Levels of engagement vary among the Group on Earth Observation’s (GEO) 105 Member governments. Despite being a country with limited resources, Armenia has demonstrated tremendous energy and commitment to GEO’s vision, and is leveraging its membership to reap returns on their contributions to the GEO Trust Fund and Work Programme.
Following the March 2018 GEO Executive Committee Meeting in Geneva, Switzerland, Armenian representative Dr. Shushanik Asmaryan shared her perspectives on the value of her country’s increasing engagement with GEO:
“GEO is a huge platform with the best leaders in Earth observation. It has everything we need for our international network. The current strategy of science in Armenia is to build a strong international network and be integrated in projects that promote the best possible decision making.
In order to have success, you need to find the champions, and in Earth observations the best actors are represented in the GEO Plenary each year.”
As Head of the GIS and Remote Sensing Department of the Center for Ecological-Noosphere Studies (CENS) in Armenia’s National Academy of Sciences, Dr. Asmaryan considers engagement with the global Earth observations community through GEO crucial for Armenia’s scientific strategy.
Joining GEO in 2014 with encouragement from colleagues at the University of Geneva and UNEP-GRID, Armenia was nominated to represent the CIS region on the GEO Executive Committee the following year.
High-level support from CENS Director and GEO Principal Professor Armen Saghatelyan, along with the Chairman of the State Committee of Sciences of the Ministry of Education and Science of Armenia, Professor Samvel Haroutiunian, has enabled Armenia to rapidly increase their engagement with the GEO community, and has made it possible for the country to contribute financially to the GEO trust fund:
“It’s a way into the mainstream - that was our motivation to find the money to contribute to GEO. The State Committee of Science made the decision to contribute financially because we see the benefit of entering the GEO community, and through projects we will create returns on this investment.
For [Armenia], which has great scientific potential but economic limitations, it’s important to find ways to show our potential to the world scientific community, and to use them for our benefit as well.”
Recent successes for Armenia’s international Earth observations activities include approval from the European Commission to partner on Horizon 2020 projects, as they have done already for the Connecting Nature project, and the recognition of Armenia’s capital city, Yerevan, on a list of 20 top European cities for its use of Earth observations for urban ecological improvements through nature-based solutions.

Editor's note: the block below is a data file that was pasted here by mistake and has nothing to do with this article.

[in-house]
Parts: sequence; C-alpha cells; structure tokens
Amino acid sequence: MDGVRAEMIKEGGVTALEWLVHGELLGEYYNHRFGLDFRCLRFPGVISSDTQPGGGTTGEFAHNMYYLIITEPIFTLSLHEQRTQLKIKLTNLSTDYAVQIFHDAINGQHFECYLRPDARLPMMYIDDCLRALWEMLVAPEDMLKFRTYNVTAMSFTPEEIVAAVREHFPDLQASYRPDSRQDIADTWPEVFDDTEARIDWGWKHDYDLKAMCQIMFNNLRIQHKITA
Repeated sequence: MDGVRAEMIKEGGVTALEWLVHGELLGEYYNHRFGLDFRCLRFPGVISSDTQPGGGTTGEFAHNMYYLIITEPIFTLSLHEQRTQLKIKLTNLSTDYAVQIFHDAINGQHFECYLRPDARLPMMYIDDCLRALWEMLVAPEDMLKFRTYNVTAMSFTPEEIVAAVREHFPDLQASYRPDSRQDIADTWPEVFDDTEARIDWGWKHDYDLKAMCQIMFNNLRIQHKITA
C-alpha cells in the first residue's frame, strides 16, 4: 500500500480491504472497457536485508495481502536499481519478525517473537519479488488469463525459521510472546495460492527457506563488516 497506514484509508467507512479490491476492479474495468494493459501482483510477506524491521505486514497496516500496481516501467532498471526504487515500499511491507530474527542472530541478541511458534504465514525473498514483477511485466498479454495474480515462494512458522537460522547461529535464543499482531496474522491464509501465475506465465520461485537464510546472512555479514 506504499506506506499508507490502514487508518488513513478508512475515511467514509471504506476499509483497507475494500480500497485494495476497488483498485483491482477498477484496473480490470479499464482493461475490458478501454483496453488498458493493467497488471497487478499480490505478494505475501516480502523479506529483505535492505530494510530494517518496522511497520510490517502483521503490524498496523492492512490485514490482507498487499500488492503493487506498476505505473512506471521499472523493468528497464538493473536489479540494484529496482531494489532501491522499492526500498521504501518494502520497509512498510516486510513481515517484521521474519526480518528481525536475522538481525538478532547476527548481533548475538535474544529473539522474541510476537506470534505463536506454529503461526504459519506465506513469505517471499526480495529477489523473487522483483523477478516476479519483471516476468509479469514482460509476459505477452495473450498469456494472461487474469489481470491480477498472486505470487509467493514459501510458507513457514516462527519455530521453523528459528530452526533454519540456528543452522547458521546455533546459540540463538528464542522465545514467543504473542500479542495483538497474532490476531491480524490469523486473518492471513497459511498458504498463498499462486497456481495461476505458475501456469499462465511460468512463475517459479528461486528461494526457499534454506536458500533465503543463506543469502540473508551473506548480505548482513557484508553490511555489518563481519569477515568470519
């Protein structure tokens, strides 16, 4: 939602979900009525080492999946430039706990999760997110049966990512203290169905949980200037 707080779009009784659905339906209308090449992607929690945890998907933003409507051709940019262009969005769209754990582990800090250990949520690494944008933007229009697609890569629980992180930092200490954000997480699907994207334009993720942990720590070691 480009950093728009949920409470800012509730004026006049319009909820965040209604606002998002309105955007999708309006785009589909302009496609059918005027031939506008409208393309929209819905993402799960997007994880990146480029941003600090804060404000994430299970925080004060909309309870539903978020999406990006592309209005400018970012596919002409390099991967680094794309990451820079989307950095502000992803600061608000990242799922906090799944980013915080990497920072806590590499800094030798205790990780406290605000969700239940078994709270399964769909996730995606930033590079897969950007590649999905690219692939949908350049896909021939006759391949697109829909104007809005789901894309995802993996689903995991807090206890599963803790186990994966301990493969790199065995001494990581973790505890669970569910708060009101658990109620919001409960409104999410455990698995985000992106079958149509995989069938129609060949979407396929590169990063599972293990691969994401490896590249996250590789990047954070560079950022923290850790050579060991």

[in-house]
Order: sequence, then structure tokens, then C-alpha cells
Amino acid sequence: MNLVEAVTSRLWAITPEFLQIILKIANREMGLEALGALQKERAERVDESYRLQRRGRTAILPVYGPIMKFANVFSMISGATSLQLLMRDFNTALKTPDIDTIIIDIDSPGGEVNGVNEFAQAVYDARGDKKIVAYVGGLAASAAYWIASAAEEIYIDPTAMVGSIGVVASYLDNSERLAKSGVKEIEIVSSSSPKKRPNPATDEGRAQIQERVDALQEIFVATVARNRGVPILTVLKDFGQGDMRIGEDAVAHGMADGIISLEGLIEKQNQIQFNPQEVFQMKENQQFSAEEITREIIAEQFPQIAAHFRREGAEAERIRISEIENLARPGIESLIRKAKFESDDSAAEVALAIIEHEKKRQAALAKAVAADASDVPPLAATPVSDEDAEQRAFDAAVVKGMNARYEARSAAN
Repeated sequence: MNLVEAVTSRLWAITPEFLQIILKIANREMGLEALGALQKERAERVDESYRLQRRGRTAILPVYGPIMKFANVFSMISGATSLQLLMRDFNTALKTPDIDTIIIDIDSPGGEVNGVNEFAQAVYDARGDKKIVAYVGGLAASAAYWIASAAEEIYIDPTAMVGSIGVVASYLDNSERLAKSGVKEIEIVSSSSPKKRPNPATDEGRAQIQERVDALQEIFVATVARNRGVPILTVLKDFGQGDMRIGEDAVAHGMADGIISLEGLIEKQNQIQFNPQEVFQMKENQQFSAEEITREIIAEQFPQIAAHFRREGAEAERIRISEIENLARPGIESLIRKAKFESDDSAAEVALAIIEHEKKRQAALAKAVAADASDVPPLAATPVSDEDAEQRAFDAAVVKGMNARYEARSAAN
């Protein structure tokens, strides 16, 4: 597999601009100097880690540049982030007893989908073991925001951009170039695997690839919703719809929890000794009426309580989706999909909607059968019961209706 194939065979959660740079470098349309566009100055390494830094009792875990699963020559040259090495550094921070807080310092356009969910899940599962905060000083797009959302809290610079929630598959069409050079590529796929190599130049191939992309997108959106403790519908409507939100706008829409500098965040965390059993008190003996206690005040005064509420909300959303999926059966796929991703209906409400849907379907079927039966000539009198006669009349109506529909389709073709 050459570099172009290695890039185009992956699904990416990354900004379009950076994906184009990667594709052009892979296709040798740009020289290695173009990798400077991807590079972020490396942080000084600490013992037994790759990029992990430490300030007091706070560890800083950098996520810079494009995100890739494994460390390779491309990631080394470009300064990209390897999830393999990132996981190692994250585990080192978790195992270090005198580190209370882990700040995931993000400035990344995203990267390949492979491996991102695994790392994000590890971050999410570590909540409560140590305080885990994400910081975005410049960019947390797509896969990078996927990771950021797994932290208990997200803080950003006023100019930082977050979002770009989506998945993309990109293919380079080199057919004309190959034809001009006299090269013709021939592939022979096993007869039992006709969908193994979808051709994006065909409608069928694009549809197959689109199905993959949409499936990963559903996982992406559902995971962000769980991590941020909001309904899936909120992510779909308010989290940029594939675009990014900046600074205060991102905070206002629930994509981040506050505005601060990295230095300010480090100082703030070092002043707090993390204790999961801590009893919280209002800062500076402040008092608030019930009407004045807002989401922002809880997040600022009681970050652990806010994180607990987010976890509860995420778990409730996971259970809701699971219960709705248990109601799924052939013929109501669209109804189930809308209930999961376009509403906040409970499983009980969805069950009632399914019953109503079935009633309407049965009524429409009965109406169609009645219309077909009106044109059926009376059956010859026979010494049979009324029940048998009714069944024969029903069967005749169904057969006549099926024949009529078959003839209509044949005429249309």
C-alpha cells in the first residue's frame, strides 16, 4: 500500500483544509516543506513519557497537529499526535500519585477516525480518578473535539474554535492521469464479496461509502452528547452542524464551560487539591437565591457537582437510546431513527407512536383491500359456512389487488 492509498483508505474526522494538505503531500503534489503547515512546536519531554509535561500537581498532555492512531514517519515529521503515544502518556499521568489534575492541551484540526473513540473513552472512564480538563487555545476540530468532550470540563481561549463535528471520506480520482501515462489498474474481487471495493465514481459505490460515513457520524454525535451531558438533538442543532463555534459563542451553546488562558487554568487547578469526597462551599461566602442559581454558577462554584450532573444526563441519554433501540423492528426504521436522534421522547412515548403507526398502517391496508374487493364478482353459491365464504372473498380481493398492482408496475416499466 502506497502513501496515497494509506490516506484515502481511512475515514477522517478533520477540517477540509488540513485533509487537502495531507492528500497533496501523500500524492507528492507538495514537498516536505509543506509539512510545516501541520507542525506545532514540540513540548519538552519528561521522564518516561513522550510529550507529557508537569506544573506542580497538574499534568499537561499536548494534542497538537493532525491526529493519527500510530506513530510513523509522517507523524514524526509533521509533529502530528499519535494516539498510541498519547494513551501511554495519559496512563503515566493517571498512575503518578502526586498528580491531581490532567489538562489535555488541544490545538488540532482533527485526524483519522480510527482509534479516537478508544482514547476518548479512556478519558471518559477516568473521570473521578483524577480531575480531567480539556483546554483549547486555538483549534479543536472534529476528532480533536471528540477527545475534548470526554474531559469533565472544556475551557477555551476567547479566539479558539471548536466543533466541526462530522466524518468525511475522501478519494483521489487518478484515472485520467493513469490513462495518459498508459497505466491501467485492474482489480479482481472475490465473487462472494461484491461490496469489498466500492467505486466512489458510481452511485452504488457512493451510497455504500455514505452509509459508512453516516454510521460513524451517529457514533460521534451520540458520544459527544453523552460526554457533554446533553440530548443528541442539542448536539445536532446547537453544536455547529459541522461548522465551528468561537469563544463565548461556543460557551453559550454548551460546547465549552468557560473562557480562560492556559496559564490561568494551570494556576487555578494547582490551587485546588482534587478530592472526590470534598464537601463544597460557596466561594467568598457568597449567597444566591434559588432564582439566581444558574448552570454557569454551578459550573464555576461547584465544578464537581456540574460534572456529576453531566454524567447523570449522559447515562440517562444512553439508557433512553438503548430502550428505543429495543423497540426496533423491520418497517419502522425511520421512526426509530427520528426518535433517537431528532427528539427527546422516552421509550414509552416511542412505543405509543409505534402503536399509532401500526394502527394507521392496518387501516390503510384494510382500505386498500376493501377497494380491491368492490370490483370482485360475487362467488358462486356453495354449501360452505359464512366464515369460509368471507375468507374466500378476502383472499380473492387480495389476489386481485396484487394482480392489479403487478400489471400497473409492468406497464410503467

Urban sustainability, agriculture, biogeochemistry, and food security are current priority areas guiding Armenia’s involvement in GEO.
Armenia is now working to create its national GEO committee. All government agencies working with Earth observations have been invited to participate, in response to GEO’s call for broad national engagement. “Data both comes from and is used by many different agencies and sectors in each country,” said GEO’s Head of External Relations Steven Ramage following the 43rd Executive Committee meeting, “It is vital to ensure their perspectives and needs are channeled through their national representative - the GEO Principal.”
At the same time, CENS is working to develop Armenia’s data sharing strategy, promoting and motivating key organisations to open data and actively participate in GEO:
“We want to be a model of data sharing for the country. Together with our Swiss partners from the University of Geneva, we are assembling Spatial Data Infrastructure to modernize our data management and enable more interoperability,” said Asmaryan, “We don’t have our own satellites, but we do have intellectual resources to enter the best initiatives and groups through networking in the GEO community.”
Stephen Volz, Lead GEO Co-Chair and Head of the US National Oceanic and Atmospheric Administration (NOAA) Satellite and Information Service, commended Armenia’s engagement and highlighted the important role of all GEO members - regardless of their size and resources:
“From large member governments like the US, China and the European Commission, to smaller economies like Uganda, Ecuador and Armenia, GEO really is a place where all organizations involved in making or using Earth observations can come together on a level playing field.
It really helps to have the perspective of countries with smaller economies, because they have a different view of what is needed, what the urgency is, and what the solution space might be. It helps keep us grounded, as we need to be responsive to all countries - not just the big ones.
Armenia is a great example of a country that comes in and contributes both financially and programatically to the collective success of GEO. Their voice is important to the community, and they get a lot out of it because they are heard on a peer basis that might not happen for them in another organization.”
Asmaryan, Ramage and Volz encourage other countries to step up their engagement in GEO in order to find the benefits that align with their own national priorities and strategies. A key lesson from Armenia is that a wide range of opportunities to participate and avenues to contribute exist within the GEO framework, and these can be tailored to match each Members’ unique strengths, resources and needs.
Learn more at www.earthobservations.org